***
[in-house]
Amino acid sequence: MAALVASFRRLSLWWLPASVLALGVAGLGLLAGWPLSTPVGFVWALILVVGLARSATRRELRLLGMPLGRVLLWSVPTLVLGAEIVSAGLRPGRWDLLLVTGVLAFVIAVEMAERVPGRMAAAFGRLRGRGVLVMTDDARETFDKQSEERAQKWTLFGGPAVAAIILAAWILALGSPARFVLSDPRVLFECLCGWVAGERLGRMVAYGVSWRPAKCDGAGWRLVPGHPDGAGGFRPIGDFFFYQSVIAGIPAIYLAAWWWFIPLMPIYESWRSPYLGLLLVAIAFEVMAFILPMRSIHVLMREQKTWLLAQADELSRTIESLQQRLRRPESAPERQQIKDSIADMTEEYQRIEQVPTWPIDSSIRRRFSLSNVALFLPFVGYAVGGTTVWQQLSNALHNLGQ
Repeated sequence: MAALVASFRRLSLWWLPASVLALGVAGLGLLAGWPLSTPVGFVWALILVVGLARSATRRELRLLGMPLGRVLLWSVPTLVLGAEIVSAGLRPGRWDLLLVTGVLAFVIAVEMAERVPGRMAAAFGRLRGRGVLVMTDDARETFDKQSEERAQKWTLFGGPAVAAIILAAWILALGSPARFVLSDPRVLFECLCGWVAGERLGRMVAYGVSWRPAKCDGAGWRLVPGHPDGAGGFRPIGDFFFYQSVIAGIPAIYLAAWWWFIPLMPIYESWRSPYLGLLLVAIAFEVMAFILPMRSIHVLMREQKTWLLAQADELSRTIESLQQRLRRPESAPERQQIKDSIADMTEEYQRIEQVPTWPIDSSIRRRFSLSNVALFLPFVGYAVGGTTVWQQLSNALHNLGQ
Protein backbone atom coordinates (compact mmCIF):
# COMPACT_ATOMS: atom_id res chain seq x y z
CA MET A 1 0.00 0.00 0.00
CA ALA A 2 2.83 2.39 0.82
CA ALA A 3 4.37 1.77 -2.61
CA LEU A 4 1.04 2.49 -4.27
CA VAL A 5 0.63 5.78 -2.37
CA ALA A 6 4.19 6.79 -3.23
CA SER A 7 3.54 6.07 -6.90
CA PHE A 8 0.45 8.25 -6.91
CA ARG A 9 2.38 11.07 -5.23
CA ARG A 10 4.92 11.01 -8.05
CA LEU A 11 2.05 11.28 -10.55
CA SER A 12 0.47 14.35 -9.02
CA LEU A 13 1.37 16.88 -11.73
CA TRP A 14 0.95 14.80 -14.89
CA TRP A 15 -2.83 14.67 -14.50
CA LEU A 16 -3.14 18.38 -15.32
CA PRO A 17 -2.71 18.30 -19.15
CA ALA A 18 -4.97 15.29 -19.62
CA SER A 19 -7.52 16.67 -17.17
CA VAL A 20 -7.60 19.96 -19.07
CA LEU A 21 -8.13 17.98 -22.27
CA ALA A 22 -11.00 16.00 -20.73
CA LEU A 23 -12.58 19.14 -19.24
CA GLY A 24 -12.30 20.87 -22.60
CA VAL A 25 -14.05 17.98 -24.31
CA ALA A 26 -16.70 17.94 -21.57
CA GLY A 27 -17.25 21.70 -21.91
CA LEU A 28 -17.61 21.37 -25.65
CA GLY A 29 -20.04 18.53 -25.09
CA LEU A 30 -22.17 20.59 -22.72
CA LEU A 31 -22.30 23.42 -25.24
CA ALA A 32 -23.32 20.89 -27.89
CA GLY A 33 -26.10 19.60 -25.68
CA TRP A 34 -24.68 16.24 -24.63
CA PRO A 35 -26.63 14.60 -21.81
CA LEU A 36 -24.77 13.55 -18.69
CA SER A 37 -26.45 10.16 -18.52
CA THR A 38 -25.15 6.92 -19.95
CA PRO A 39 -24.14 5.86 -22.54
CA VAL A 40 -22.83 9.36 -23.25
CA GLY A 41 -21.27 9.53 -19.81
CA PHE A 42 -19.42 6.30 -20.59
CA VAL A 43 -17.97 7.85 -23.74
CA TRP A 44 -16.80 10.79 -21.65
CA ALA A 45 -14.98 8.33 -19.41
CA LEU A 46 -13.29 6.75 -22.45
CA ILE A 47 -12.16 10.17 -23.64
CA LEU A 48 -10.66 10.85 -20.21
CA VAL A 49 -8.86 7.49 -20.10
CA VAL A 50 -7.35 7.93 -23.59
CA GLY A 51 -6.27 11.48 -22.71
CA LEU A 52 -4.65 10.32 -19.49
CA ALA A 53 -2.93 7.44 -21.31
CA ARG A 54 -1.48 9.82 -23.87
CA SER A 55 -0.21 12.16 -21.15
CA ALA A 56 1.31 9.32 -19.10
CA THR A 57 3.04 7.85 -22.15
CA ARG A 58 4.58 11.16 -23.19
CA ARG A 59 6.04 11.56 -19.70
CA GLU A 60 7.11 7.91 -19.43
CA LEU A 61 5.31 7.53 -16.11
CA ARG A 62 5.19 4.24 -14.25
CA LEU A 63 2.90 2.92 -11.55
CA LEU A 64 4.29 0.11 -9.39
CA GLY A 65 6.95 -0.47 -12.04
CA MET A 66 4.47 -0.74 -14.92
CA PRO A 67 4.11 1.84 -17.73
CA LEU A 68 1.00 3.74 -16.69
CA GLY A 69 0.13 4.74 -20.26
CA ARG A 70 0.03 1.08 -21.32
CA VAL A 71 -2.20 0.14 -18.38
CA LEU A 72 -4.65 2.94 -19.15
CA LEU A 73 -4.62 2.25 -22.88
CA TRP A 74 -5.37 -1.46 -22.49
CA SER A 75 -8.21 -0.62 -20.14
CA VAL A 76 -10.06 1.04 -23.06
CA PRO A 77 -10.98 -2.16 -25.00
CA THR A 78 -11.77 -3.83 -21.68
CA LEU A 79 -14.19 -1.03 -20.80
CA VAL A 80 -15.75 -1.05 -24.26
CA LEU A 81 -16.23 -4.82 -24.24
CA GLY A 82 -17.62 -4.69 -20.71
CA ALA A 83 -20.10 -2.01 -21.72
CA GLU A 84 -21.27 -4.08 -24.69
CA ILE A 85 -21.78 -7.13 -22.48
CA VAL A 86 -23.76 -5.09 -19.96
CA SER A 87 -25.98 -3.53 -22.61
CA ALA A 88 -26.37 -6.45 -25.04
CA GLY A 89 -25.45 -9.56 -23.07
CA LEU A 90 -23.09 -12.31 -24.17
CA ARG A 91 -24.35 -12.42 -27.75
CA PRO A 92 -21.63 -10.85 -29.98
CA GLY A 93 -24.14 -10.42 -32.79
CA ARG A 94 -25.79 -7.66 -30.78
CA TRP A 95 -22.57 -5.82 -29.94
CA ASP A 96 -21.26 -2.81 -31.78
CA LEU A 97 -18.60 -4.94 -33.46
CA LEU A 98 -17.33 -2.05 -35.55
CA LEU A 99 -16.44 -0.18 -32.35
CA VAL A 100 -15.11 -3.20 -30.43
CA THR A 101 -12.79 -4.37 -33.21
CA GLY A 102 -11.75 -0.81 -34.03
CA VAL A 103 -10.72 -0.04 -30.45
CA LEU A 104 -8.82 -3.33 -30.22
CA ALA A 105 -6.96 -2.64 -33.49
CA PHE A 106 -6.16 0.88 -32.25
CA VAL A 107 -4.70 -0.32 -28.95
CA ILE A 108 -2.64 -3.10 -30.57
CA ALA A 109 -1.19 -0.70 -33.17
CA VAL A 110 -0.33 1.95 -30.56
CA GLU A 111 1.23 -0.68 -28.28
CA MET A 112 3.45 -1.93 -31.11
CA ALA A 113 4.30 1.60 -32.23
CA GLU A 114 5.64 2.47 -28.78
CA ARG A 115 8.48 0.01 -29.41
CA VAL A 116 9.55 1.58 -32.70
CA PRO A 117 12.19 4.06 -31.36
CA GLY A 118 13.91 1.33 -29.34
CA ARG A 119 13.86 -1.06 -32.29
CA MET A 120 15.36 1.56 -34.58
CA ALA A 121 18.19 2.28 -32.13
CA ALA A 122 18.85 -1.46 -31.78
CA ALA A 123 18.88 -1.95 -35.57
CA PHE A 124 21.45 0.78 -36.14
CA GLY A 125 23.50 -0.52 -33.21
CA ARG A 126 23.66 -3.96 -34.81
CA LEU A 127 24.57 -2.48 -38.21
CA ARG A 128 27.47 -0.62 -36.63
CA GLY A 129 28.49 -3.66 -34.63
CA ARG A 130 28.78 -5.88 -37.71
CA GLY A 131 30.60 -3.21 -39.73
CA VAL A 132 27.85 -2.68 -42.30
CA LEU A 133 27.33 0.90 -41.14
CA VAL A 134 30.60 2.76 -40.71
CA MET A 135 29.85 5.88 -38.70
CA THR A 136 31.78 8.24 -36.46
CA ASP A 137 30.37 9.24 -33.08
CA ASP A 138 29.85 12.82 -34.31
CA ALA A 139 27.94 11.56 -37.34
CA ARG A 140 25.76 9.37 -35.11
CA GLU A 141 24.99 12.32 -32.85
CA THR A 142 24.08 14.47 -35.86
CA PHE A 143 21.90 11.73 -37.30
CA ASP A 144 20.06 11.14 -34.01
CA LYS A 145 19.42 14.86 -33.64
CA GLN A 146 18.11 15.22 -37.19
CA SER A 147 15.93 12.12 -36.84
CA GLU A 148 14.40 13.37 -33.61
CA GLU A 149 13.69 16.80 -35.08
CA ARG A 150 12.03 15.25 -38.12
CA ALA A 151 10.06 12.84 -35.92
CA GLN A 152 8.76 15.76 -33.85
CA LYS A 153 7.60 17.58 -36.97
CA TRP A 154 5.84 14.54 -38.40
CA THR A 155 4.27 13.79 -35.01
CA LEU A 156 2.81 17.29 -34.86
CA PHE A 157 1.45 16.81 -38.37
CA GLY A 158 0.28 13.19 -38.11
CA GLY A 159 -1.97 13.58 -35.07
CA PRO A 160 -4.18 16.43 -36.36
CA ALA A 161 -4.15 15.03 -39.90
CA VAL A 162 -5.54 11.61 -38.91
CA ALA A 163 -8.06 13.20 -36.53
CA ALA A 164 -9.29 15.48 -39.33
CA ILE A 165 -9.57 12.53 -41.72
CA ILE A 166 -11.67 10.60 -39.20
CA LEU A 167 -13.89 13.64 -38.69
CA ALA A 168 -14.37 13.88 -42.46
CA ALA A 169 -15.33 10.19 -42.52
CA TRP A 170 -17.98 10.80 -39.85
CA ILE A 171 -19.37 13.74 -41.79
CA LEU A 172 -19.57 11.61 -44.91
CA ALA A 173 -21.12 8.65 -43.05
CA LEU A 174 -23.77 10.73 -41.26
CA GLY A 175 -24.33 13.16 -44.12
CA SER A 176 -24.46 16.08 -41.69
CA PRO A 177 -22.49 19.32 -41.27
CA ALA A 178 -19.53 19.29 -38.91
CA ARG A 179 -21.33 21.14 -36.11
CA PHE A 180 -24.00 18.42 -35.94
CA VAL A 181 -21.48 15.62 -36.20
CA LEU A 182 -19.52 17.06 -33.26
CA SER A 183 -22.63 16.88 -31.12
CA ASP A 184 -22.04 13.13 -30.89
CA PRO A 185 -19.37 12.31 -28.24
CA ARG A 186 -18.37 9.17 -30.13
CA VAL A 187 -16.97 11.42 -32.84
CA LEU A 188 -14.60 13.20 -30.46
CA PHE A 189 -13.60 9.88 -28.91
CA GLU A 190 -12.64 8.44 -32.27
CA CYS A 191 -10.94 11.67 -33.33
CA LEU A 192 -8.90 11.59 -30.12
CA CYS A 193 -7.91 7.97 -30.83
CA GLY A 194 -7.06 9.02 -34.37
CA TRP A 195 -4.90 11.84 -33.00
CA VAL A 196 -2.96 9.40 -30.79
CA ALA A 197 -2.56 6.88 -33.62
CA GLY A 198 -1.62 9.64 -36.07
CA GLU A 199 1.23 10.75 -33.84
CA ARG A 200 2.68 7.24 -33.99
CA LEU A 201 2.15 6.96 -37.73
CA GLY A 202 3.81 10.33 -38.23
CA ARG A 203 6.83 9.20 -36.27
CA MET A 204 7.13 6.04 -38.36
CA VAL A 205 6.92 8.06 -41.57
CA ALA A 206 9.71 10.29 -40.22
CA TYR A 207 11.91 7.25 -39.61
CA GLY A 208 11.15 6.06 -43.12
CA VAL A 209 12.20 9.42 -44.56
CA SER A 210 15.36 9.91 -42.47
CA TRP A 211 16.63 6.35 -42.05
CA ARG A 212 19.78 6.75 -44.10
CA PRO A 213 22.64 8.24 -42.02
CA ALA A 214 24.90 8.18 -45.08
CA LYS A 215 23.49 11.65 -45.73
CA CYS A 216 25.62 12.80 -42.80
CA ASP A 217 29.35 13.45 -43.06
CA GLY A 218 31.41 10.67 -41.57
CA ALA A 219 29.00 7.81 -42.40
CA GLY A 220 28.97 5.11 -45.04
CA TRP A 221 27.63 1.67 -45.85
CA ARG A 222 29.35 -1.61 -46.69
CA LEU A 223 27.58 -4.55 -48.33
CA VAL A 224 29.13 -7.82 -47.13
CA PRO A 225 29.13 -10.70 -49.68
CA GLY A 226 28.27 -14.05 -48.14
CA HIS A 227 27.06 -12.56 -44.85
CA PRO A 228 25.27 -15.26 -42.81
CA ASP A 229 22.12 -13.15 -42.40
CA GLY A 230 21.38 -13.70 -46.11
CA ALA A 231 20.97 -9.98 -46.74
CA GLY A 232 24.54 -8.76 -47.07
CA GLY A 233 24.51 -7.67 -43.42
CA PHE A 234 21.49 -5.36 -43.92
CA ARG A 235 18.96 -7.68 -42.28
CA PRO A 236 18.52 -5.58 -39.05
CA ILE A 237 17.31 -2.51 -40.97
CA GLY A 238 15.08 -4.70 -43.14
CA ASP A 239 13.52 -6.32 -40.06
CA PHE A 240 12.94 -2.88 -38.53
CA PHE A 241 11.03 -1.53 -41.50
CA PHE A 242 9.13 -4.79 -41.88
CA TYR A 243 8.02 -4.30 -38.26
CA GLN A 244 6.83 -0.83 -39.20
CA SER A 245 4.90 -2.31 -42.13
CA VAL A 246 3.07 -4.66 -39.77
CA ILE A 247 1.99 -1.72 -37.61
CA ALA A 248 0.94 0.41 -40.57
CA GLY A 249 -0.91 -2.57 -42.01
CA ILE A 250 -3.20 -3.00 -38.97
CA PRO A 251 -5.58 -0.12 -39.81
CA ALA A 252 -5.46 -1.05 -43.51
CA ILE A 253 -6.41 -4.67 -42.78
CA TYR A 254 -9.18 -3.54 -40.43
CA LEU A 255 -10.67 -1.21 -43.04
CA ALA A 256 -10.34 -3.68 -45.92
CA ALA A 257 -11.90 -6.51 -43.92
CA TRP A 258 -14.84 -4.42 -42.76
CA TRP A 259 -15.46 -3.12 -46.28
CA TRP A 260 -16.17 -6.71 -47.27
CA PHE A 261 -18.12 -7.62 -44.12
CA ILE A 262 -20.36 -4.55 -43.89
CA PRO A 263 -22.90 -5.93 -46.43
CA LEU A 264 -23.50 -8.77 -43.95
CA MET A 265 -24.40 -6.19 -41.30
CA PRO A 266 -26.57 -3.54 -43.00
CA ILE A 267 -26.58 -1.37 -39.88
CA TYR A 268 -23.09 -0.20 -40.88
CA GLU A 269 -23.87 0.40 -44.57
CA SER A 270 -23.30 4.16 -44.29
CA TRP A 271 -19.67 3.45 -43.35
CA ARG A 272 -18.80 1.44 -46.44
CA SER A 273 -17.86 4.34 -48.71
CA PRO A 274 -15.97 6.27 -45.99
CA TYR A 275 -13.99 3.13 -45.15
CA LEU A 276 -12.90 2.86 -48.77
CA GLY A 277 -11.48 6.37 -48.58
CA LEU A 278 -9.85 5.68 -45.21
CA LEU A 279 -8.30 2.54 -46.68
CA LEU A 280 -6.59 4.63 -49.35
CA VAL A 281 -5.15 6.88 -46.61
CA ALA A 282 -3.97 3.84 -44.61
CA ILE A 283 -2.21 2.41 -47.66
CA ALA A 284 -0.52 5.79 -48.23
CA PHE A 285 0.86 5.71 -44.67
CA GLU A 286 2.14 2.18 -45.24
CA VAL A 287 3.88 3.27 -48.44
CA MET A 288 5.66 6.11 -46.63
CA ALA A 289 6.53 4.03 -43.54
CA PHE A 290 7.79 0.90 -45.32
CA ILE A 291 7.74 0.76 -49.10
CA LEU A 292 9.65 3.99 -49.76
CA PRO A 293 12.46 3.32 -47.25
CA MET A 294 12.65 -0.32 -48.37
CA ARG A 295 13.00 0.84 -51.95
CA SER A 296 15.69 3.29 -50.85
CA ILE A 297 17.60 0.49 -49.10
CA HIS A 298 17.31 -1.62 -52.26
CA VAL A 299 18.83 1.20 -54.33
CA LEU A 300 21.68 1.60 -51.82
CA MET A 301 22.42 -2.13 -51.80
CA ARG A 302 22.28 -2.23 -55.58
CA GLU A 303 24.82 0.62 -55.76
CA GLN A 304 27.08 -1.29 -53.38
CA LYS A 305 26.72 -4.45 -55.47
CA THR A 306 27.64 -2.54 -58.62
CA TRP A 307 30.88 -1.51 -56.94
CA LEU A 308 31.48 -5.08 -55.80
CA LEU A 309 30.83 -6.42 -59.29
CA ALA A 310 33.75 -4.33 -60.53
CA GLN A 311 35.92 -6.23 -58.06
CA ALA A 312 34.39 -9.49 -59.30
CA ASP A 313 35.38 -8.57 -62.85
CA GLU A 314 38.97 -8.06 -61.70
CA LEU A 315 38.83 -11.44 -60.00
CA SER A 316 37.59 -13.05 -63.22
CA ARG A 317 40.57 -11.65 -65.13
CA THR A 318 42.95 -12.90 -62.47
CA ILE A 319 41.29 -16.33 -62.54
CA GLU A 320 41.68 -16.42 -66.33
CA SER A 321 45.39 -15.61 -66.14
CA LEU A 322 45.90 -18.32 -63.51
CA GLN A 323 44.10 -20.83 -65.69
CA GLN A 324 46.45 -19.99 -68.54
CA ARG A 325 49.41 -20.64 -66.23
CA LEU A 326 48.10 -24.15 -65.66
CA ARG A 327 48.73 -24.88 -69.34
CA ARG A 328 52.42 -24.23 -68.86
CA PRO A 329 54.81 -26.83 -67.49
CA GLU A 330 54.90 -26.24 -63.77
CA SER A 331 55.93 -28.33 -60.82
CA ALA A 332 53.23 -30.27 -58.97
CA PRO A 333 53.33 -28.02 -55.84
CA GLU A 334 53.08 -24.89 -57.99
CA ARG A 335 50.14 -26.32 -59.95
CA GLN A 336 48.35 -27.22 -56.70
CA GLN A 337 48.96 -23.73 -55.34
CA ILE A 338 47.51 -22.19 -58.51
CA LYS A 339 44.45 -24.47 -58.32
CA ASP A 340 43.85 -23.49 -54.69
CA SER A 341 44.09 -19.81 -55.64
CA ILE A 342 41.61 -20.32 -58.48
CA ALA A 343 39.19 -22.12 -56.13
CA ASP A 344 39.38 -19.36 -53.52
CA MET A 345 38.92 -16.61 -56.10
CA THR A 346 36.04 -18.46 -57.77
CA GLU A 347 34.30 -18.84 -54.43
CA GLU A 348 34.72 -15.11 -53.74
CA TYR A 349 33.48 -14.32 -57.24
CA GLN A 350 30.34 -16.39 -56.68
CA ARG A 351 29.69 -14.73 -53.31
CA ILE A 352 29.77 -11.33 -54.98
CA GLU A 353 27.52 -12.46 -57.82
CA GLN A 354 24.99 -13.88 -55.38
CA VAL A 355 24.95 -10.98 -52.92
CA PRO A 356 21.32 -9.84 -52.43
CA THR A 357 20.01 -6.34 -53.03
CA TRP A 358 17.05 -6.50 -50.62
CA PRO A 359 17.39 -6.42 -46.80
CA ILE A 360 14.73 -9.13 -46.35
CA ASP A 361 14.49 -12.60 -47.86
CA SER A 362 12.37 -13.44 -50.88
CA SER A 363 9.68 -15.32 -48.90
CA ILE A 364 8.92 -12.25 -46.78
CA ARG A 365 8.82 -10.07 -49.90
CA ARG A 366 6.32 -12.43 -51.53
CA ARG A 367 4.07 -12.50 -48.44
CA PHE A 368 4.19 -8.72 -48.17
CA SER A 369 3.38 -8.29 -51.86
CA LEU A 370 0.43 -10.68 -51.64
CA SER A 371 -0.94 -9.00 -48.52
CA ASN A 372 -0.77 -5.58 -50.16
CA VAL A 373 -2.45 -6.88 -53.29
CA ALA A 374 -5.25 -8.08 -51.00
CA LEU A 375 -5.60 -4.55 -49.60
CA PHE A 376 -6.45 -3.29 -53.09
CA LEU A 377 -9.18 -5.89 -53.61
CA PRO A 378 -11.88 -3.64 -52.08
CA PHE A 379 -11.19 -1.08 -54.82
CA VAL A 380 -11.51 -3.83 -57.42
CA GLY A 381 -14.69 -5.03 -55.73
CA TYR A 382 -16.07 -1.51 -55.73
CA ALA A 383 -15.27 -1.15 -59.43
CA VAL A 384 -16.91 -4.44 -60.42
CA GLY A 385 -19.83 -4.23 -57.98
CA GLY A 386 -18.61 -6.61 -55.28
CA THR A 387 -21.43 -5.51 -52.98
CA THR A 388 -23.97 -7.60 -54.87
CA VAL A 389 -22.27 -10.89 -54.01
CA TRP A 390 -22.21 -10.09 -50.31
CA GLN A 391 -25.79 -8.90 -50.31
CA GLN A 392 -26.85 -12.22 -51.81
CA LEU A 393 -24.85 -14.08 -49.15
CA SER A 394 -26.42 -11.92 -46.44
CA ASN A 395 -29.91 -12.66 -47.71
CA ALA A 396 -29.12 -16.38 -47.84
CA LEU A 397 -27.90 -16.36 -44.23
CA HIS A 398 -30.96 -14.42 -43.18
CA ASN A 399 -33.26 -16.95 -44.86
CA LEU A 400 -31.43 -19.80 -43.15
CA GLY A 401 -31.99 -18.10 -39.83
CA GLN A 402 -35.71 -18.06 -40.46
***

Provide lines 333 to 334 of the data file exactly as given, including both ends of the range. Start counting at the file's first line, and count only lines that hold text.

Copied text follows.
CA ARG A 328 52.42 -24.23 -68.86
CA PRO A 329 54.81 -26.83 -67.49